Tips for controlling a stink bug or squash bug infestation
By Bonnie Orr
WSU Chelan/Douglas County Master Gardener
Nothing is more disappointing than going to the garden and seeing that your winter squash plant has wilted and is mostly dead. Or even worse, the first eagerly anticipated ripe tomato has a hard leathery texture and is punctured with little holes. Two perpetrators, in particular, give such a brazen insult to enthusiastic gardeners.
The insects that cause the plant damage are common garden pests — stink bugs (Halomorpha halys) and squash bugs (Anasa tristis). Often the Master Gardeners hear the wails of disappointment after the insects have created their damage. It might not be possible to eliminate the pests, but it is possible to limit their damage.
The method to control these insects is diligence and a bucket of soapy water. (Chemicals are also possible, but chemicals kill beneficial insects that prey on destructive insects. Birds, spiders, and parasitic wasps prey on these pests.) Stink bugs and squash bugs can fly from plant to plant and run very fast when you try to catch them. They drop to the ground and hide in debris or mulch.
First, let’s consider the squash bug. This adult insect is brown, arrow-shaped and flattish. It only attacks Cucurbit family plants: squash, cucumber, and sometimes melons. They overwinter in debris and weeds. They suck the juices of the plant and cause the vines to die. You do not want to see the adults. You want to kill the eggs before they develop and become adults.
Squash bugs overwinter as adults. They spend the winter in garden debris or old wood, weeds and sticks piles. They appear in mid-June. This is about when you’ll want to plant your various cucurbits. Ask yourself: Do you need to have the first zucchini on the block? If you don’t, then squash bugs can sometimes be avoided if you put off planting the squash or zucchini for a few weeks until late June. The first hatched squash bugs will not find anything to eat in your garden.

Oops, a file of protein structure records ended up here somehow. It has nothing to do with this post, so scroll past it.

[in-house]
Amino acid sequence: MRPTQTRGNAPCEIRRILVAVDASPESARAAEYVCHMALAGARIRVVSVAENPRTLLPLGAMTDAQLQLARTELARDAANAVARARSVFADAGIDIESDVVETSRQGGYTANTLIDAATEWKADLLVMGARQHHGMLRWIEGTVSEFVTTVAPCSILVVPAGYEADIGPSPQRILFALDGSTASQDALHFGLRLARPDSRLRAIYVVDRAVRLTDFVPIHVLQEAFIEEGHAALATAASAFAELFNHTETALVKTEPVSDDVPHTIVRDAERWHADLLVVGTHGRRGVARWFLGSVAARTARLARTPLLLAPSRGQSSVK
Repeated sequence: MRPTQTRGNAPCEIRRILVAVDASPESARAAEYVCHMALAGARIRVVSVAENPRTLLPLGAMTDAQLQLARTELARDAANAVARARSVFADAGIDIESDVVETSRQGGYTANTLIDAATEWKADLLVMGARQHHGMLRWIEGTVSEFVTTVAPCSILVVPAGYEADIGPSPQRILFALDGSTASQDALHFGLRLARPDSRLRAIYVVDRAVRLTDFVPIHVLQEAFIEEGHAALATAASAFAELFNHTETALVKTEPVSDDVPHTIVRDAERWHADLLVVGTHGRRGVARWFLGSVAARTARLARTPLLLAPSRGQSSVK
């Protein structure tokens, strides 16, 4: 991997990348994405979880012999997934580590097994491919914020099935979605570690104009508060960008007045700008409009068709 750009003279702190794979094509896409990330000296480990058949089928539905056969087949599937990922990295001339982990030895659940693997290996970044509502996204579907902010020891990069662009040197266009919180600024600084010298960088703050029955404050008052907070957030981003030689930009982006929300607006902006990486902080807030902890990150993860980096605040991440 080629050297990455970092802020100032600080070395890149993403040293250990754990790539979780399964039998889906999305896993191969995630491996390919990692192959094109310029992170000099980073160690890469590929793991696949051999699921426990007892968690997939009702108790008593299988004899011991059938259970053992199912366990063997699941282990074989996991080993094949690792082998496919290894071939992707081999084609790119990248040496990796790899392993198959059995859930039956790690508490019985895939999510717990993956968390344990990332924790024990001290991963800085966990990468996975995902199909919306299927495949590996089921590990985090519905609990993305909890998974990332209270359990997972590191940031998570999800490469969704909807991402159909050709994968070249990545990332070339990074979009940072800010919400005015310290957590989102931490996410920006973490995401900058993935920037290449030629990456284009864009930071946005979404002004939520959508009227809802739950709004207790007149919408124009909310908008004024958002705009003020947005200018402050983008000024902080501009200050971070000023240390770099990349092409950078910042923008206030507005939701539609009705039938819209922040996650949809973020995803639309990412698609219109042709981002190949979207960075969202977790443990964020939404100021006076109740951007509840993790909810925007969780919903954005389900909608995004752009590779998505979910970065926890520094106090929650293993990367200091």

Squash bugs begin to lay eggs on the plants when the plants start to extend their vines. This is when diligence is required. The eggs are oval-shaped and shiny brown. They are usually laid on the underside of the leaves next to the veins.
Stink bugs are greenish and flattish, and also overwinter as adults. The stink bug has a shield-shaped body about half an inch long. It emits an offensive odor when you handle them.
Stink bugs, especially the brown marmorated stink bug, feed on nearly any fruit and vegetable. Their favorite food, it seems, is tomatoes. The stink bug is a chameleon and changes color to blend into whatever it is sucking on. I even had one that was purple as it was feeding on my blueberries! They were reddish-brown when they fed on raspberries, and they left an off taste on the fruit. But usually, they are green or light brown. They feed with a piercing, sucking mouthpart that causes the whitish-yellow corky spots underneath the fruit’s skin.
The barrel-shaped eggs are greenish-light brown and are laid on the underside of the leaves right between where two veins meet. They begin to lay eggs when tomatoes are 1 inch in diameter.
For both of these pests, the goal is to eliminate the first eggs. Every day or so, put on gloves, turn over leaves, and squish both eggs and young insects or nymphs. You want to do this so that an adult population does not develop.
Not diligent enough? On a warm afternoon, fill a bucket with soapy water with a dash of vegetable oil. Then spray the plant thoroughly under the leaves and over the entire plant. Wait for a few minutes. To dry off, the insects will climb to the top of the tomato plant or the top of the squash leaves. Pick off the insects and throw them into the soapy water. Scoop out the dead ones and throw them in the trash. The same water can be reused. Repeat daily until the population is under control.
Have a successful gardening season.